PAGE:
Self-esteem is not fixed, it constantly oscillates between different states. Therefore just as certain factors can negatively impact self-esteem, there are things that have a positive impact on it. In order to improve self-esteem, it is necessary to cultivate self-awareness and engage in evidence-based practices of self-care. This can be through realising that certain activities and behaviours are not conducive to happiness. For example, activities such as excessive social media usage or unhealthy consumption of alcohol or caffeine are likely to negatively impact self-esteem. Meanwhile, taking time for hobbies such as sports, art or reading can hugely improve self-esteem 5.
Improved levels of self-esteem can also be achieved through seeking wider support from friends, family and professionals. The most important thing to be aware of is that everyone is different, and so is their trauma. This means that healing journeys vary from person to person. It is, therefore, imperative to approach both self-esteem and trauma with sensitivity, nuance and constant compassion. This way, it is possible to break free from the vicious cycles of trauma and low self-esteem.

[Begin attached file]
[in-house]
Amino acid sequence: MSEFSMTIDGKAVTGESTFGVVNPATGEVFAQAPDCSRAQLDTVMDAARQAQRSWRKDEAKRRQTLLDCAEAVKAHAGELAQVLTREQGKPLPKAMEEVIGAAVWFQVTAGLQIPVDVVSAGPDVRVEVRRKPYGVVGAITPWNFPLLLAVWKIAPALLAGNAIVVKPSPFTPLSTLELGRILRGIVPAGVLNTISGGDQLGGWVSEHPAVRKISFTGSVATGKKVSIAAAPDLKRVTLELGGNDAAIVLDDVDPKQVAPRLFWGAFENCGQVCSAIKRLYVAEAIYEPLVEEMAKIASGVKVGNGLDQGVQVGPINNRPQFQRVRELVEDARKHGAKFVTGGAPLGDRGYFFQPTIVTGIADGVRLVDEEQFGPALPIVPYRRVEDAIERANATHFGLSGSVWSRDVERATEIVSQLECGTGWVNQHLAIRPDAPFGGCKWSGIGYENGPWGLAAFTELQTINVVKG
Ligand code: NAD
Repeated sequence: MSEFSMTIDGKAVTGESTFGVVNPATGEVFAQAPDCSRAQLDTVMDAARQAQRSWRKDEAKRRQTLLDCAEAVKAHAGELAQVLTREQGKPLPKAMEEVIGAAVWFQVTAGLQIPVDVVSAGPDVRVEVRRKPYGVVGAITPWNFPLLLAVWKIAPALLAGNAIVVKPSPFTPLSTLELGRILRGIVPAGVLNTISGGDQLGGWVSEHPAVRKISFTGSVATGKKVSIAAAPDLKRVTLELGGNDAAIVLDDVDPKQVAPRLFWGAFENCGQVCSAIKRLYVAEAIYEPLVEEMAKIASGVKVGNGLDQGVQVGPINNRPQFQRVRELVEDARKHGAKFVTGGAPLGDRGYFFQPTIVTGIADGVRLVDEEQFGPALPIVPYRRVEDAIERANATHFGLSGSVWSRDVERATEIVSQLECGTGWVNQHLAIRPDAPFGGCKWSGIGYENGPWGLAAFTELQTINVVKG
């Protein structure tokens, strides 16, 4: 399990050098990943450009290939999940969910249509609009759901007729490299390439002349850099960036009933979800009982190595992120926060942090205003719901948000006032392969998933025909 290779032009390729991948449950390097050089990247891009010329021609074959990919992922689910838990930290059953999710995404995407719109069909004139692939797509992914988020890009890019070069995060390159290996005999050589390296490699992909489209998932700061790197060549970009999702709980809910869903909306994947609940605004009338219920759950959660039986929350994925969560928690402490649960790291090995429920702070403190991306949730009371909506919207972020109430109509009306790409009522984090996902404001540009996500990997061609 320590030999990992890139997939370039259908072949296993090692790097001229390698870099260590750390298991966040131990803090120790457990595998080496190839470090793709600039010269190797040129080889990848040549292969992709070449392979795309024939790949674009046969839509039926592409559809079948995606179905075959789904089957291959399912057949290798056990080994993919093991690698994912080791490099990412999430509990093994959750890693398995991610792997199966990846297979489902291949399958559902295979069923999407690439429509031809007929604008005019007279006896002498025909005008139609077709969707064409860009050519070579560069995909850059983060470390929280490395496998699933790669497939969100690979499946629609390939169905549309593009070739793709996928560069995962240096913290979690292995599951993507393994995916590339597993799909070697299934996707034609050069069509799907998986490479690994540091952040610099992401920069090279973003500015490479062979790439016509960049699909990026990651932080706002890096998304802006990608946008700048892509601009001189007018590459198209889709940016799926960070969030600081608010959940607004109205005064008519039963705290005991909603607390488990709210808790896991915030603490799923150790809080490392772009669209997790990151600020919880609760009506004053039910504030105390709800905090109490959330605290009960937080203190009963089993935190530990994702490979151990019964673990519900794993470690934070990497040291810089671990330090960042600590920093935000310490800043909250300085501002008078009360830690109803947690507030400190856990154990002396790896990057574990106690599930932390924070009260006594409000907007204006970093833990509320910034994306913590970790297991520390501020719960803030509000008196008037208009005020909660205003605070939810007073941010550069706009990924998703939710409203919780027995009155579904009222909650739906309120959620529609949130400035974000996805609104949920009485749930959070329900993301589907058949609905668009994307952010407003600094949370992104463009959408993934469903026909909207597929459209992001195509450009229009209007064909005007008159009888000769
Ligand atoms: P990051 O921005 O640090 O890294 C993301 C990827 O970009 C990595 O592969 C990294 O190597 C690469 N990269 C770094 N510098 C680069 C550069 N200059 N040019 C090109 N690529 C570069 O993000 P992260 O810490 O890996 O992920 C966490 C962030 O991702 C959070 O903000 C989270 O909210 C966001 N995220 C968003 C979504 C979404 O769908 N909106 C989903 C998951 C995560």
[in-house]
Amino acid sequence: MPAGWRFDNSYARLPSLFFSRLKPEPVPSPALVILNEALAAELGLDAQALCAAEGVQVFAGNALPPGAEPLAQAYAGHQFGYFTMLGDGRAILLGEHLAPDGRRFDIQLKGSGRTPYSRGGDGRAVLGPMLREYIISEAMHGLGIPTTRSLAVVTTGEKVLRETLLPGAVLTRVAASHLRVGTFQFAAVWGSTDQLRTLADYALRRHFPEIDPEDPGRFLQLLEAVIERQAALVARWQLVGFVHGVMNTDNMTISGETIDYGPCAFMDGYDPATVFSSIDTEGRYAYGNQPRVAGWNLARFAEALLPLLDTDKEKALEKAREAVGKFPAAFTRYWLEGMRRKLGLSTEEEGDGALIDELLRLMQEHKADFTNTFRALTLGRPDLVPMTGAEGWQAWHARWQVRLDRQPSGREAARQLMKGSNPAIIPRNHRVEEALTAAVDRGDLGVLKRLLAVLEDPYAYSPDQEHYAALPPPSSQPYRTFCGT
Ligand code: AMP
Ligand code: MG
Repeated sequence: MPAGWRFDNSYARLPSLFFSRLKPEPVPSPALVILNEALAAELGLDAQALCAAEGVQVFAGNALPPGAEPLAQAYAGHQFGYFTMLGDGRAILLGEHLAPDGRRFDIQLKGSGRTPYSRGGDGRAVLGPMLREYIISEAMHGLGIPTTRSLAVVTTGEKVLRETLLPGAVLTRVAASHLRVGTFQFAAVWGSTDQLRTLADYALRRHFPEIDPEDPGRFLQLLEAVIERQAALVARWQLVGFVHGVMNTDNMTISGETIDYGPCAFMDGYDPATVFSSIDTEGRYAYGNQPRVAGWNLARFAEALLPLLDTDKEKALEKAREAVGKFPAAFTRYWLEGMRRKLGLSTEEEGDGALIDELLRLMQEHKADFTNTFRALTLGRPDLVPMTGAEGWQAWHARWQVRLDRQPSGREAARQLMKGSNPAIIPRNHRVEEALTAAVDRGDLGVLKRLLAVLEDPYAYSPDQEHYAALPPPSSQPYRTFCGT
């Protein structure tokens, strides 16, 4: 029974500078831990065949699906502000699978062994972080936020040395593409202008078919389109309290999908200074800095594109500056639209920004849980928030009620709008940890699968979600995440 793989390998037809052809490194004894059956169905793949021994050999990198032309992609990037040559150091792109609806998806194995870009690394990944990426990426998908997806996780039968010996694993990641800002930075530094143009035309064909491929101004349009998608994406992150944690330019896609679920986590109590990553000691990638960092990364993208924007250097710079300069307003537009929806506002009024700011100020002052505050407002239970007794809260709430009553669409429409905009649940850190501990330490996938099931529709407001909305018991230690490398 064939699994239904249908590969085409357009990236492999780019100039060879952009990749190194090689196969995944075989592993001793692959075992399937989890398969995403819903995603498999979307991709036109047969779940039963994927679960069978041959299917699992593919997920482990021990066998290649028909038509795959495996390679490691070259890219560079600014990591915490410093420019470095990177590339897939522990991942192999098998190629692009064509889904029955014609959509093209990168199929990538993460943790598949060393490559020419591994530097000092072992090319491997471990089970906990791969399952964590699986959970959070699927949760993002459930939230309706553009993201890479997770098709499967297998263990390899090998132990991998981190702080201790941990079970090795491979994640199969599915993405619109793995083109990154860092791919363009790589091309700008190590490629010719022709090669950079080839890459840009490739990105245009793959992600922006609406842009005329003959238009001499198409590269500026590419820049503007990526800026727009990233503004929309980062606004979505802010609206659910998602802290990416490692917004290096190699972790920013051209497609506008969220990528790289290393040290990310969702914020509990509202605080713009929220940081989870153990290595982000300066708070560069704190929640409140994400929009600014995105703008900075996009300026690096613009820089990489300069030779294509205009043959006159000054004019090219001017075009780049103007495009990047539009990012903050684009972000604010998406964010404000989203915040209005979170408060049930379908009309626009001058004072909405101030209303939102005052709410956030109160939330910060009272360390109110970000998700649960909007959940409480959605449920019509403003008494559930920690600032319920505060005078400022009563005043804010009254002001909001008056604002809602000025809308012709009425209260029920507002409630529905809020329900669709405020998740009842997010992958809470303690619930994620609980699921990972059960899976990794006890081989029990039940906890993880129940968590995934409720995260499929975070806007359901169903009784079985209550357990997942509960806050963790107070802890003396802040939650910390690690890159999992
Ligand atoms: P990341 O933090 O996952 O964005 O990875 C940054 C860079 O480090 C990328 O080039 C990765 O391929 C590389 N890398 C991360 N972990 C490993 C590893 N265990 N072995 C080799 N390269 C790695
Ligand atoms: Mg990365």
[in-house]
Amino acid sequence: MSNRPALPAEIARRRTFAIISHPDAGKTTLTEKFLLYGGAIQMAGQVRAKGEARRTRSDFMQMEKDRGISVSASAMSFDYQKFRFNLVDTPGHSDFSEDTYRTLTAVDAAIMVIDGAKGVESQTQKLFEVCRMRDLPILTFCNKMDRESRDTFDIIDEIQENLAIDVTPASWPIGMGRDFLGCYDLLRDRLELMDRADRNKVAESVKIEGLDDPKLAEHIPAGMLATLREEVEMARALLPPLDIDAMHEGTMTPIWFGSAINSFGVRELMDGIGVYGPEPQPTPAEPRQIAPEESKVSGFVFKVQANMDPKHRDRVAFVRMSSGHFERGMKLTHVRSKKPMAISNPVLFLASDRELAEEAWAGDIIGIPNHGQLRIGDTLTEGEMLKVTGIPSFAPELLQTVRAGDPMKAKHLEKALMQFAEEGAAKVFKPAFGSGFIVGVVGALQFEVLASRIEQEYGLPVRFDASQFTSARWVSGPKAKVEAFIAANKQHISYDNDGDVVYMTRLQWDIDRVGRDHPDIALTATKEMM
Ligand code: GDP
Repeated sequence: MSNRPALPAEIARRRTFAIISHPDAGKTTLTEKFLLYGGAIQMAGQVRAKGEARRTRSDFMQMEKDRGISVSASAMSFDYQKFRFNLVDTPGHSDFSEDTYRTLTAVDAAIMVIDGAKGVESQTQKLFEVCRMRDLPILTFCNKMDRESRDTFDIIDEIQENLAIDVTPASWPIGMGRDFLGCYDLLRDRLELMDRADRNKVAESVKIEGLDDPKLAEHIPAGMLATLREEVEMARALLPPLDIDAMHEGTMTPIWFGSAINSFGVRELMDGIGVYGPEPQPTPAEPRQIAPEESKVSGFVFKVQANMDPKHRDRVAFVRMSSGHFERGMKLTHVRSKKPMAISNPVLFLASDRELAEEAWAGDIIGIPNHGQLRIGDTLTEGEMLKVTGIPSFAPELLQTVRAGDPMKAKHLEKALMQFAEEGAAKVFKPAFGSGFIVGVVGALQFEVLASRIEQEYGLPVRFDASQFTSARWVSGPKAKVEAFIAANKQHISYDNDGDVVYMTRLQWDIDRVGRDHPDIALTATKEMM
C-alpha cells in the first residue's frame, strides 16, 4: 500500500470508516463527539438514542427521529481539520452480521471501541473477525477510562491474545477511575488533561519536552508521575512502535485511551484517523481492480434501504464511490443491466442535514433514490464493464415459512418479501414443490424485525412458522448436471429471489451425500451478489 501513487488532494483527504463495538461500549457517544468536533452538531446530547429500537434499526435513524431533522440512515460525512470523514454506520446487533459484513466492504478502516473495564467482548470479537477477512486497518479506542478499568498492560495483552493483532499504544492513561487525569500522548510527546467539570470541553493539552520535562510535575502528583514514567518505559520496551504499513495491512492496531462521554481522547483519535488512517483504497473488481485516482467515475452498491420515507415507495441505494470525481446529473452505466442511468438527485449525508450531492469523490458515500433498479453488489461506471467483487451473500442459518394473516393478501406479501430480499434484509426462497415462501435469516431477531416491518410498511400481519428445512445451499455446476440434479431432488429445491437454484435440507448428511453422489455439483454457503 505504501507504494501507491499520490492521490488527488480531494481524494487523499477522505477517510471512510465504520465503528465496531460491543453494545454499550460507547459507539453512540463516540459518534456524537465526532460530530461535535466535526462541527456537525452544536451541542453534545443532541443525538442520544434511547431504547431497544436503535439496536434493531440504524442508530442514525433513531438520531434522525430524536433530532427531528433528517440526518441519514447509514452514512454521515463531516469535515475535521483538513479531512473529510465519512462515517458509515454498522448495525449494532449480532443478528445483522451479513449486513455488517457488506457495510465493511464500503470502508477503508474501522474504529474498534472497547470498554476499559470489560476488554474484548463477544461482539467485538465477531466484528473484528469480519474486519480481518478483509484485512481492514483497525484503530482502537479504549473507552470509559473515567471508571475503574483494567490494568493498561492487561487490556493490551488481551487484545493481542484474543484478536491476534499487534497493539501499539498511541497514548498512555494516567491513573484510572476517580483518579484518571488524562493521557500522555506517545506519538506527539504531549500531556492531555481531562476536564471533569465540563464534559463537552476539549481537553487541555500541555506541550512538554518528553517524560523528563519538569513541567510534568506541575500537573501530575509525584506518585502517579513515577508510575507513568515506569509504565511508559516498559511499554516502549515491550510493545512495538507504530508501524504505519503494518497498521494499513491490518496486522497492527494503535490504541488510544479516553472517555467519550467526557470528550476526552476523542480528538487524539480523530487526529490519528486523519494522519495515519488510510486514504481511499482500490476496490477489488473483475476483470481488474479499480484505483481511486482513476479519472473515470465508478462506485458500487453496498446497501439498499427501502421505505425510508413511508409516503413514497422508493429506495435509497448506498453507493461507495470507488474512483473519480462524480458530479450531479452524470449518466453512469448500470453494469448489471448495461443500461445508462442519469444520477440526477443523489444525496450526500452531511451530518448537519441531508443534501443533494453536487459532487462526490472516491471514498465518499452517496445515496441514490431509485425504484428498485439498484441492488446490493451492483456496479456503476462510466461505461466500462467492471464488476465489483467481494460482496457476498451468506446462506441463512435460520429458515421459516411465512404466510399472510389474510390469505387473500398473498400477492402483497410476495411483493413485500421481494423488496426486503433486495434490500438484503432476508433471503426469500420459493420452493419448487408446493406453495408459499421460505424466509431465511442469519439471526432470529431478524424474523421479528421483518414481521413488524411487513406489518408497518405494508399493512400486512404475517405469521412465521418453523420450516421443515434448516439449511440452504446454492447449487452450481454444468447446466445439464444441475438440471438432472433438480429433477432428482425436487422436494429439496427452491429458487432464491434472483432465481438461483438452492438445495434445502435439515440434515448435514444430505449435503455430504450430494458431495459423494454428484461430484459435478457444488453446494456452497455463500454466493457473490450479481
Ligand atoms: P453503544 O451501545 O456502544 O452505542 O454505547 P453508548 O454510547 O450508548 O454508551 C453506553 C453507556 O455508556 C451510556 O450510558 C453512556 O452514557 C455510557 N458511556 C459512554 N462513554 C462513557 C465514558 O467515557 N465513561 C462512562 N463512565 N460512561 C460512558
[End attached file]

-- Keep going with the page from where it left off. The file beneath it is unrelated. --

1. Guttman, J. (2019). The relationship with yourself: Notes on self-confidence and authenticity. Retrieved from https://www.psychologytoday.com/us/blog/sustainable-life-satisfaction/201906/the-relationship-yourself
2. Neff, K. D. (2011). Self‐compassion, self‐esteem, and well‐being. Social and personality psychology compass, 5(1), 1-12.
3. Mind. (2022). Retrieved from https://www.mind.org.uk/information-support/types-of-mental-health-problems/self-esteem/about-self-esteem/
4. Cikanavicius, D. (2018). Retrieved from https://psychcentral.com/blog/psychology-self/2018/05/childhood-self-esteem#1
5. Abdel-Khalek, A. M. (2016). Introduction to the psychology of self-esteem. Self-esteem: perspectives, influences, and improvement strategies, 1-23.